The No. 2 official at the U.S. central bank on Monday said policymakers are likely to soon slow down from the pace of interest rate hikes from the historically large increases seen since June.
“I think it will probably be appropriate soon to chose a slower pace of increases,” Brainard said in an interview with Bloomberg.
“We’ve done a lot,” Brainard added. The Federal Reserve has raised its policy rate almost 400 basis points since March, with four straight 0.75 percentage point hikes since the summer.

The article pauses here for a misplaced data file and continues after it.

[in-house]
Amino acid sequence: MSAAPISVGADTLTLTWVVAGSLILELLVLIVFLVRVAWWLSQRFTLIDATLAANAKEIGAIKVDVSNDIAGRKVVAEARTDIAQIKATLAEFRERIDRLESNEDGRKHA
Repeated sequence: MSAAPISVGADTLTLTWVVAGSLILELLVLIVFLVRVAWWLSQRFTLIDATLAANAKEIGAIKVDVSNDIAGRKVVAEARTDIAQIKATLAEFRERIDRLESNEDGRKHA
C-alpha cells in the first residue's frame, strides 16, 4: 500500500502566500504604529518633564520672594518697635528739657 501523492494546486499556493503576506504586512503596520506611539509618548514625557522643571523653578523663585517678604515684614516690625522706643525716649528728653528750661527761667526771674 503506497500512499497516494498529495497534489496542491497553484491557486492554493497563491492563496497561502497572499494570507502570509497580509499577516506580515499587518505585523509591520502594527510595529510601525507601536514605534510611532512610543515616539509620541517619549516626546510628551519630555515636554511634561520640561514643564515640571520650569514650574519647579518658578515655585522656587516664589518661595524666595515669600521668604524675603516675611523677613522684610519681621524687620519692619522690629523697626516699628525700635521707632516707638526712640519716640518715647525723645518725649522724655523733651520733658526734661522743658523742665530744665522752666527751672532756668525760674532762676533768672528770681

Yet Brainard seemed to shy away from any specifics about the likely terminal rate of this cycle of rate hikes.
Fed Chairman Jerome Powell said earlier this month that stubborn inflation suggested the Fed might need to raise rates next year to a slightly higher level than the 4.5%-4.75% range they had expected in September.
Exactly what the path of further rate hikes looks like is “hard to say,” Brainard said.
The Fed Vice Chairman said that the central bank was focused on potential harmful spillovers from the Fed’s rate hikes.
Stocks were mixed on Monday, with the Dow Jones Industrial Average
up slightly while the S&P 500 index
was lower. The yield on the 10-year Treasury note
was up to 3.87%.